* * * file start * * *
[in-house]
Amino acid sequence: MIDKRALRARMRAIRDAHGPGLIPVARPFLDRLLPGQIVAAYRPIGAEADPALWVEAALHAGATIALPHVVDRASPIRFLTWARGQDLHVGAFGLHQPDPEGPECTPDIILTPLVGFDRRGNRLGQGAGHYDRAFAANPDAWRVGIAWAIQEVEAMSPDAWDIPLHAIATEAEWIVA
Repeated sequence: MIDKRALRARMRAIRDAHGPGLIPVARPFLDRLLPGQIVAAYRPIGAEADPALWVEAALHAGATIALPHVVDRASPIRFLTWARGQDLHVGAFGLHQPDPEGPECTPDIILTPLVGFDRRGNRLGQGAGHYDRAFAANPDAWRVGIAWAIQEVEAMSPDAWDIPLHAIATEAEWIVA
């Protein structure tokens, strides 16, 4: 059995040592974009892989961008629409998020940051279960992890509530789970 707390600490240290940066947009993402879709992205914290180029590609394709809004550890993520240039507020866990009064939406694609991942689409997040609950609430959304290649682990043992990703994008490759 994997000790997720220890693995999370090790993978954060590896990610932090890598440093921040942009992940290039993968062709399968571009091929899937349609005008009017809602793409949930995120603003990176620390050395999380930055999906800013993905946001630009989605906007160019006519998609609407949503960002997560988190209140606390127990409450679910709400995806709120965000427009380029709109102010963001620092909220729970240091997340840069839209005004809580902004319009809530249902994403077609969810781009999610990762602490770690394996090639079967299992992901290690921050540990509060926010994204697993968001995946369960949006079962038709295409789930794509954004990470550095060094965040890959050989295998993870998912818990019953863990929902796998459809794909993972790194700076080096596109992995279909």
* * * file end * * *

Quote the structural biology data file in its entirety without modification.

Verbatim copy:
[in-house]
Amino acid sequence: MIDKRALRARMRAIRDAHGPGLIPVARPFLDRLLPGQIVAAYRPIGAEADPALWVEAALHAGATIALPHVVDRASPIRFLTWARGQDLHVGAFGLHQPDPEGPECTPDIILTPLVGFDRRGNRLGQGAGHYDRAFAANPDAWRVGIAWAIQEVEAMSPDAWDIPLHAIATEAEWIVA
Repeated sequence: MIDKRALRARMRAIRDAHGPGLIPVARPFLDRLLPGQIVAAYRPIGAEADPALWVEAALHAGATIALPHVVDRASPIRFLTWARGQDLHVGAFGLHQPDPEGPECTPDIILTPLVGFDRRGNRLGQGAGHYDRAFAANPDAWRVGIAWAIQEVEAMSPDAWDIPLHAIATEAEWIVA
């Protein structure tokens, strides 16, 4: 059995040592974009892989961008629409998020940051279960992890509530789970 707390600490240290940066947009993402879709992205914290180029590609394709809004550890993520240039507020866990009064939406694609991942689409997040609950609430959304290649682990043992990703994008490759 994997000790997720220890693995999370090790993978954060590896990610932090890598440093921040942009992940290039993968062709399968571009091929899937349609005008009017809602793409949930995120603003990176620390050395999380930055999906800013993905946001630009989605906007160019006519998609609407949503960002997560988190209140606390127990409450679910709400995806709120965000427009380029709109102010963001620092909220729970240091997340840069839209005004809580902004319009809530249902994403077609969810781009999610990762602490770690394996090639079967299992992901290690921050540990509060926010994204697993968001995946369960949006079962038709295409789930794509954004990470550095060094965040890959050989295998993870998912818990019953863990929902796998459809794909993972790194700076080096596109992995279909």